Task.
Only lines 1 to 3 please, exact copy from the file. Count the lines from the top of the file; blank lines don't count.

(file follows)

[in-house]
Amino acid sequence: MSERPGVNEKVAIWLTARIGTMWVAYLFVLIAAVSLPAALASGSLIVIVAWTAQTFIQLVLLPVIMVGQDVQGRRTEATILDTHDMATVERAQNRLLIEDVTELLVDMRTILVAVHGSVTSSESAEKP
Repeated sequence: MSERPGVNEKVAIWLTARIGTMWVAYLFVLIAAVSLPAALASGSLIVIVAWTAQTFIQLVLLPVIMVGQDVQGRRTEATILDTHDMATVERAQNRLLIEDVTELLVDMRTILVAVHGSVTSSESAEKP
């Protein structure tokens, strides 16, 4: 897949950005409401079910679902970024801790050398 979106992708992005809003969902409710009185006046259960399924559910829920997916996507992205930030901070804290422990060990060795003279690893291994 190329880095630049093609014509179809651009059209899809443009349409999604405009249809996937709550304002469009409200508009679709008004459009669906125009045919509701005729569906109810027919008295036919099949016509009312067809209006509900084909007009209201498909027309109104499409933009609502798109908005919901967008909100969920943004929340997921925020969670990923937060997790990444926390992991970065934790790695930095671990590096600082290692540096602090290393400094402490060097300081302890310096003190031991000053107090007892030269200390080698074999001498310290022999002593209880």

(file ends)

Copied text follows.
[in-house]
Amino acid sequence: MSERPGVNEKVAIWLTARIGTMWVAYLFVLIAAVSLPAALASGSLIVIVAWTAQTFIQLVLLPVIMVGQDVQGRRTEATILDTHDMATVERAQNRLLIEDVTELLVDMRTILVAVHGSVTSSESAEKP
Repeated sequence: MSERPGVNEKVAIWLTARIGTMWVAYLFVLIAAVSLPAALASGSLIVIVAWTAQTFIQLVLLPVIMVGQDVQGRRTEATILDTHDMATVERAQNRLLIEDVTELLVDMRTILVAVHGSVTSSESAEKP